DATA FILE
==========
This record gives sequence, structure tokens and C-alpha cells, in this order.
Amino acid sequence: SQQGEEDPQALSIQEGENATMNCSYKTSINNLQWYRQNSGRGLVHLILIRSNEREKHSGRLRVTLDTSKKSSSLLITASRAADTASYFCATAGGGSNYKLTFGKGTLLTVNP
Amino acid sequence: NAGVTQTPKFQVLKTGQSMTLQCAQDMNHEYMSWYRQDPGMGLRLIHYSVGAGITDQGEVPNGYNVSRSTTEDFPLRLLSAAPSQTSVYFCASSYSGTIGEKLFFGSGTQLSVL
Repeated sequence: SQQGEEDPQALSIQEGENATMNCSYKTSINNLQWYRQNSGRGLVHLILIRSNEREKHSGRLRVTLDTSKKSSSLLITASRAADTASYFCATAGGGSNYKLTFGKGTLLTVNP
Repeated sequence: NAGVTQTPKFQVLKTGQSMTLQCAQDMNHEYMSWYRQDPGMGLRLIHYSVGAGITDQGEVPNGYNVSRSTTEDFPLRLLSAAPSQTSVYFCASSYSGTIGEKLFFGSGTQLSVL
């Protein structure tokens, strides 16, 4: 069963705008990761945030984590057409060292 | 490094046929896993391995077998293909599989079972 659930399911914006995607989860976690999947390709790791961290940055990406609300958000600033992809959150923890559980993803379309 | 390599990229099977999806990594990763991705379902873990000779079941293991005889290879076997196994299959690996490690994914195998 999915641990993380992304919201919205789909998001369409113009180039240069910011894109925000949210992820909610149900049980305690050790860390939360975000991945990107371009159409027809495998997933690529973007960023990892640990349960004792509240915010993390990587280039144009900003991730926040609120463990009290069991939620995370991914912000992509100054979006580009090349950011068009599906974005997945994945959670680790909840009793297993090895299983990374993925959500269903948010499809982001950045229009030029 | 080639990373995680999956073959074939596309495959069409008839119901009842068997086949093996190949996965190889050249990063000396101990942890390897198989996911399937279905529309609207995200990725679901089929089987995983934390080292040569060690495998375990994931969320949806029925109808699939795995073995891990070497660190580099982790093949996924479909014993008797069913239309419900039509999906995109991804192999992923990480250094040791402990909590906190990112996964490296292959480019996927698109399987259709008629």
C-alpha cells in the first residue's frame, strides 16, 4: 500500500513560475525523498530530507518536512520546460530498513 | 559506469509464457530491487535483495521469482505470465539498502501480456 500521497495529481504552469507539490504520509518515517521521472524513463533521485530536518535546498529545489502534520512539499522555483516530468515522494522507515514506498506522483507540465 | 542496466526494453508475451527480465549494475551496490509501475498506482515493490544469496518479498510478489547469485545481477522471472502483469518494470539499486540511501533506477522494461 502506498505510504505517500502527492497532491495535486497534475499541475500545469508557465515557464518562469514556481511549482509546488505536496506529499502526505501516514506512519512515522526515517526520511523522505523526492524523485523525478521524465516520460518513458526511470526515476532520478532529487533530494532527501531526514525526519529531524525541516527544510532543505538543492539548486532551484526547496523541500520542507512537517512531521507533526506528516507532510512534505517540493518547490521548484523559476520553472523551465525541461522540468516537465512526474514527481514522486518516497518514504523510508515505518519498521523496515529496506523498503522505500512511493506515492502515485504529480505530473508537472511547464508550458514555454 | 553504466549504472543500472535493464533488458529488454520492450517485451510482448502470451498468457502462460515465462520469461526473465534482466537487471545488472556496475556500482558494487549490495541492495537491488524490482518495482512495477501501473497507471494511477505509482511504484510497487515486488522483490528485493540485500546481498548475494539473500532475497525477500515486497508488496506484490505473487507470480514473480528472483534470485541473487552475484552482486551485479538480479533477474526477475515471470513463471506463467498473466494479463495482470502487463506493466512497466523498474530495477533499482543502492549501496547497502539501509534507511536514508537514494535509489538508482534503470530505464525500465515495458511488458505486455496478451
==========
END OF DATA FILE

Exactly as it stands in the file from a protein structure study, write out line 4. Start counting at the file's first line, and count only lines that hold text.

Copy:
Repeated sequence: SQQGEEDPQALSIQEGENATMNCSYKTSINNLQWYRQNSGRGLVHLILIRSNEREKHSGRLRVTLDTSKKSSSLLITASRAADTASYFCATAGGGSNYKLTFGKGTLLTVNP